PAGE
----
It reminds me of a conversation that I had once with a religious man who was adamant that humanity must be the centre of the universe and that nothing else could be thought of as intelligent. I told him about my two dogs who are very clever. One of them had learned to pick up a stick in its mouth and use it to knock on the door when it wanted to be let in.

My friend said that that didn’t mean that the dog was intelligent because it had probably just seen a human doing it and was merely copying them! Well that sounds mighty intelligent to me. smile


  [ # 3 ]

The ai-class videos about machine translation (Unit 1, Unit 22) reminded me of the Chinese Room argument, since Google seems to be building the Chinese Room. Even if it doesn’t understand and isn’t conscious, it is becoming a more and more useful tool!

To get a better idea if it’s conscious or not, I think we could interrogate the program about what it’s doing. So, “why did you translate wonton into those characters?” Note: if the program does it the way Norvig does it in the unit 1 videos, it will miss the fact that “wonton” is an aglicization of the Chinese word, and is represented by two characters in Chinese (not one as Norvig finds).


  [ # 4 ]

I think we need a new definition of “understanding.”  I would say if an AI understands every aspect of an entity including the meta standpoint then it understands.  Humans tend to put their experience into defintions that bias the definiton.  Just because a computer doesn’t have that little feeling of the “lightbulb coming on” doesn’t mean it is unaware.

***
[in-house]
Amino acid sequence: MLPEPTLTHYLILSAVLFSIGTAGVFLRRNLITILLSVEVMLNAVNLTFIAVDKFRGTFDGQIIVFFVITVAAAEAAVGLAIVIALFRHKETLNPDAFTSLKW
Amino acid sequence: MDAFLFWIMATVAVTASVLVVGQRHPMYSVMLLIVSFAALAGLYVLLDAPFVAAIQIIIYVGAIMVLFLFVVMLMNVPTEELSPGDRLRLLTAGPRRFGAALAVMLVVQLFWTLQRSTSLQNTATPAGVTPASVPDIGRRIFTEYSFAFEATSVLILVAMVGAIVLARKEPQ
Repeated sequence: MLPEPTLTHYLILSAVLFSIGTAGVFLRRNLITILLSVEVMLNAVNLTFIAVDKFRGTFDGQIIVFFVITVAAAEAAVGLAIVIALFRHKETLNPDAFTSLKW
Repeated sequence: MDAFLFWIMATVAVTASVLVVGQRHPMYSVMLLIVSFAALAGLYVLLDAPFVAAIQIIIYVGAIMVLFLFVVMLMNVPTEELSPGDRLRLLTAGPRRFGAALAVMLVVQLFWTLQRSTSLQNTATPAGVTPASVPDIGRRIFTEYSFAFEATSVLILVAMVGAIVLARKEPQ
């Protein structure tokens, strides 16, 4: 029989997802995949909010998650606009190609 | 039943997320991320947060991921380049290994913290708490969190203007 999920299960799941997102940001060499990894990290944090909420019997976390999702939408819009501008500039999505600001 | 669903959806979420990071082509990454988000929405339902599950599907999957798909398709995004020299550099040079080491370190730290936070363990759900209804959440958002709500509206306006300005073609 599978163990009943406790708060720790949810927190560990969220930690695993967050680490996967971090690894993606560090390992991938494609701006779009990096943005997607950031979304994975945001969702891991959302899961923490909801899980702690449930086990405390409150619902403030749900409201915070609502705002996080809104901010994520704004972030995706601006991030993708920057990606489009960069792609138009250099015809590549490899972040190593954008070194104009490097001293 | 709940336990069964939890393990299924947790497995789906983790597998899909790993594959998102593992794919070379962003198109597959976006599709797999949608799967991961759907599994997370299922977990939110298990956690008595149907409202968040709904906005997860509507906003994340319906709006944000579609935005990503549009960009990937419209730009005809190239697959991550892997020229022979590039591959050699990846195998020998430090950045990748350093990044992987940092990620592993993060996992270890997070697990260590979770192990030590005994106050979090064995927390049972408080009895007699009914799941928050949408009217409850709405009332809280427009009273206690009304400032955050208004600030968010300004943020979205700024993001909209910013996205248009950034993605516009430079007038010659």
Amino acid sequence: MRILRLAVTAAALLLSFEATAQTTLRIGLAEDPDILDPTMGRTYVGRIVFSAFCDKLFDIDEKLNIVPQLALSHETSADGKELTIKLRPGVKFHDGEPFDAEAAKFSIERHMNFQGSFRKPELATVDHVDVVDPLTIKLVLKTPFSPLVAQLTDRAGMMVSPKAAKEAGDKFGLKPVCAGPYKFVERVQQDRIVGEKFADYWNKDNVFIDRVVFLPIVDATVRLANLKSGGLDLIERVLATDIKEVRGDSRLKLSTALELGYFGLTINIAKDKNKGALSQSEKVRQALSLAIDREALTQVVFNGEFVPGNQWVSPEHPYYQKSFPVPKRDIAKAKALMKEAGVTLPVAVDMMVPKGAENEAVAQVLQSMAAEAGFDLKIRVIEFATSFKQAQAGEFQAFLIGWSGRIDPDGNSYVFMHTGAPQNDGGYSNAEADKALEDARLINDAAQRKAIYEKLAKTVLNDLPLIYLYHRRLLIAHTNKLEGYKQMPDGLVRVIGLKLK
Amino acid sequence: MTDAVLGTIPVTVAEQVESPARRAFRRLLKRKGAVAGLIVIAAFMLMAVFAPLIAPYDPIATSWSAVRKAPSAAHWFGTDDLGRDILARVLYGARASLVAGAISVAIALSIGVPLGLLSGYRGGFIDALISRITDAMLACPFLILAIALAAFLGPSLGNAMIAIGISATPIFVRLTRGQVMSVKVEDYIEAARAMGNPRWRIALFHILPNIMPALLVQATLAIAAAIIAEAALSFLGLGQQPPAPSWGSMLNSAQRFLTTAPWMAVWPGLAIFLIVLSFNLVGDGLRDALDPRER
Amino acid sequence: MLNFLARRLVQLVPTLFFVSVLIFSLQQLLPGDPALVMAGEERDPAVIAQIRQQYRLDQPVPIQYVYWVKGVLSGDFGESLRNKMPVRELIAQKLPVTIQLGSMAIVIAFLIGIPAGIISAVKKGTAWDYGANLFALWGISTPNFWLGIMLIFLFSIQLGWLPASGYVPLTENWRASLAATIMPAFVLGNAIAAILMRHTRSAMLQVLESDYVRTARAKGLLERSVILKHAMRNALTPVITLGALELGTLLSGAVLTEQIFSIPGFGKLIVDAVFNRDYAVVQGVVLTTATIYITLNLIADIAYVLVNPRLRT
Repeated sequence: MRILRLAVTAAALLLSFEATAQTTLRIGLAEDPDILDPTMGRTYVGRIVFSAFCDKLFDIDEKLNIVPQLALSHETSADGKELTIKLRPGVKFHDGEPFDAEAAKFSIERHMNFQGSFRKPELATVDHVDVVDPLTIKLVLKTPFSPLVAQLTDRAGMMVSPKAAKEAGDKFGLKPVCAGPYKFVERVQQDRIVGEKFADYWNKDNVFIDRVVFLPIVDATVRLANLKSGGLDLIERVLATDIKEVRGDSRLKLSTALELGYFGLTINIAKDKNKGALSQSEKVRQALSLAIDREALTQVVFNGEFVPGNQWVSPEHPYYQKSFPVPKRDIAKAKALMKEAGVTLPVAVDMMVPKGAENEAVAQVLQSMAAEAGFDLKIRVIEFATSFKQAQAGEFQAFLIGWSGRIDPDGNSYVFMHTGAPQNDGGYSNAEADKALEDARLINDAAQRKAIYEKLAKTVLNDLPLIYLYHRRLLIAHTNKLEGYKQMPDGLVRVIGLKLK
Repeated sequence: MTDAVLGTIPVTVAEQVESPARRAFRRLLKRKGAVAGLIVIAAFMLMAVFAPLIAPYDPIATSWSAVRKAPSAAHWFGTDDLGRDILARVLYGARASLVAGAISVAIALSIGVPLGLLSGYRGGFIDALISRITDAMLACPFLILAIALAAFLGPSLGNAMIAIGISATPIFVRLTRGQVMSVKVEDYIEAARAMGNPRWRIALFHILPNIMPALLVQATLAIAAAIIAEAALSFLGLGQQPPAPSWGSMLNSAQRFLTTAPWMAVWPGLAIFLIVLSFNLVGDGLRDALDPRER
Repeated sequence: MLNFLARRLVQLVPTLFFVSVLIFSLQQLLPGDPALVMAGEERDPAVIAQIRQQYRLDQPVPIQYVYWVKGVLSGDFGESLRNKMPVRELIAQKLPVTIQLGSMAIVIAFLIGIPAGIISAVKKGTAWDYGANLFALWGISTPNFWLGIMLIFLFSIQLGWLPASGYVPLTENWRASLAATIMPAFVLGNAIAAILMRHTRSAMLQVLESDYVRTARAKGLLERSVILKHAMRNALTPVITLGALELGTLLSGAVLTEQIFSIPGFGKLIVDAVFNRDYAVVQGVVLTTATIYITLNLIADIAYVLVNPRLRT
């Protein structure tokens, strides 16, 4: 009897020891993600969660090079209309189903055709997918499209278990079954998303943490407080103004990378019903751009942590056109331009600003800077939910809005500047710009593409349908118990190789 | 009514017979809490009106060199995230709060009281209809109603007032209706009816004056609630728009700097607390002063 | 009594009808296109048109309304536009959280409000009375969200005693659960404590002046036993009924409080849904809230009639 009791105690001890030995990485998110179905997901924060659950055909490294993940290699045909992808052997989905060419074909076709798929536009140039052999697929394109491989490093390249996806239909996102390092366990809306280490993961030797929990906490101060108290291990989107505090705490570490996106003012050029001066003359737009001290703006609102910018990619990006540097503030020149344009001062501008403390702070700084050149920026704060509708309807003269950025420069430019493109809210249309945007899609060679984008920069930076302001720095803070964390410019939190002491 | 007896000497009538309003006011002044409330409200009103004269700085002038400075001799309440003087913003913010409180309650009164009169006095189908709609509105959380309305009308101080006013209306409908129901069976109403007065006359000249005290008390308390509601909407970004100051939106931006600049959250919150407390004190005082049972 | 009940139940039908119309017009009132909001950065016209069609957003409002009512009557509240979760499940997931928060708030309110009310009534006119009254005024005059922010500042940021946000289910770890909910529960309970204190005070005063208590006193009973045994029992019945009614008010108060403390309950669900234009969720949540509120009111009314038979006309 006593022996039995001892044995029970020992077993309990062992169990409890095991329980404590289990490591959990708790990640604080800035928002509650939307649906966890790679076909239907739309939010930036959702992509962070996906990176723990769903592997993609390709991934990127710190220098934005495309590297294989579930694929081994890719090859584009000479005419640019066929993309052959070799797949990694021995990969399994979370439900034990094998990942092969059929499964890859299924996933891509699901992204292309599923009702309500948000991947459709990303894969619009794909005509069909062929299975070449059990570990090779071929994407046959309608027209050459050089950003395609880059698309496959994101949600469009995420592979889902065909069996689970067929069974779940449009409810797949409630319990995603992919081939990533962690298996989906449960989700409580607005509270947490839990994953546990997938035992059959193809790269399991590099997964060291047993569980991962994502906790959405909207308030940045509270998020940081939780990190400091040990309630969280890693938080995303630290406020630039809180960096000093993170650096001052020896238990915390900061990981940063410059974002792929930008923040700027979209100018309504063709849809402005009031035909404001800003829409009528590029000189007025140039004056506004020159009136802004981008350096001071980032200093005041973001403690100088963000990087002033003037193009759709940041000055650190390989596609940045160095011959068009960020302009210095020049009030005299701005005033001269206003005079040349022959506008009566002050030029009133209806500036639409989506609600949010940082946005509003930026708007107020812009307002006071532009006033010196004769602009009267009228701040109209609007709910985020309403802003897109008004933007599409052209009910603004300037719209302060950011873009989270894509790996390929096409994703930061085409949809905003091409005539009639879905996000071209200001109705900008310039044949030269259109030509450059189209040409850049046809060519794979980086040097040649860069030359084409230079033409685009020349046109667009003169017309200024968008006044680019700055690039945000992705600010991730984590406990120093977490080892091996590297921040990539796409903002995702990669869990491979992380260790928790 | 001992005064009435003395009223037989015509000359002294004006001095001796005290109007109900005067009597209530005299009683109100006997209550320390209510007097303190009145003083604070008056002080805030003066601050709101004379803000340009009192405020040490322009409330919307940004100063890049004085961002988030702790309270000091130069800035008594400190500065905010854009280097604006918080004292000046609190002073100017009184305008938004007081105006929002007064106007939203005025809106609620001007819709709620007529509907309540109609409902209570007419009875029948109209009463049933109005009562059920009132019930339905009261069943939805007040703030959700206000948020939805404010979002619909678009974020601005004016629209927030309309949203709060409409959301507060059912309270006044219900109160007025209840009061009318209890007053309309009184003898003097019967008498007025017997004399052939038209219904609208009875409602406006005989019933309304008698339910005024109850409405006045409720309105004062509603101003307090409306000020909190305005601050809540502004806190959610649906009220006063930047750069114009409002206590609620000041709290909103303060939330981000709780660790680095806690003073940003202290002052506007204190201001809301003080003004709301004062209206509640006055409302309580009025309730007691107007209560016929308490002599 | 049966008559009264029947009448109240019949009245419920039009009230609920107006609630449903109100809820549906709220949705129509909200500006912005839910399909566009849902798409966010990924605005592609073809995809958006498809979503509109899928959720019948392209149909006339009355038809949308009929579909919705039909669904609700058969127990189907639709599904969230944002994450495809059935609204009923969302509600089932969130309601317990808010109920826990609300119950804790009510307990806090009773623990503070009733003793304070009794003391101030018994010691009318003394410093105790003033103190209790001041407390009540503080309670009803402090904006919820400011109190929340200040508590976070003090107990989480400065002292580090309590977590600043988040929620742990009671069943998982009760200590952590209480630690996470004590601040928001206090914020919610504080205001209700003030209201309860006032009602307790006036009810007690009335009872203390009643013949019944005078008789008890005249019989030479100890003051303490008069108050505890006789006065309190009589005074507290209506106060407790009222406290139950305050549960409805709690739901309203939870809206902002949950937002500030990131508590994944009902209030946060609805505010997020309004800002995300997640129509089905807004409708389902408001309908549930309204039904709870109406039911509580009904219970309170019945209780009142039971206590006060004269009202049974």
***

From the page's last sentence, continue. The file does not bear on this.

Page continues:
However… we don’t know if translating languages is a fully mechanical event that can be encapsulated in a set of rules.  As far as my brain can determine there needs to be awareness of culture, the outside world, math, physics, colloquialisms for a translation to be done correctly.


  [ # 5 ]

Yeah, Google’s trying to falsify that hypothesis. Here’s your second paragraph translated into French:

Cependant ... nous ne savons pas si la traduction des langues est un événement entièrement mécanique qui peut être encapsulé dans un ensemble de règles. Autant que mon cerveau peut déterminer qu’il doit y avoir prise de conscience de la culture, le monde extérieur, les mathématiques, la physique, des expressions familières pour une traduction à faire correctement.

I see two obvious mistakes: take out the “qu’” in “qu’il doit y avoir…” and “à faire” is just wrong, maybe change the end of the sentence to “pour faire une traduction correctement” or “afin d’effectuer une traduction correcte” or something.

I would like to ask the translation program why it added “qu’” and tell it to take it out, because in the English, “determine” has no elided “that” following it. And I want to tell it, “à faire” is not the only way to translate “to be done”; in this context “to be done” indicates the passive voice, so you need a French construction that does that.

If the program could answer my questions, learn from my natural language input, and try to apply it to other, similar contexts, then I would say it was well on its way to understanding :)

For more on the statistical machine translation approach: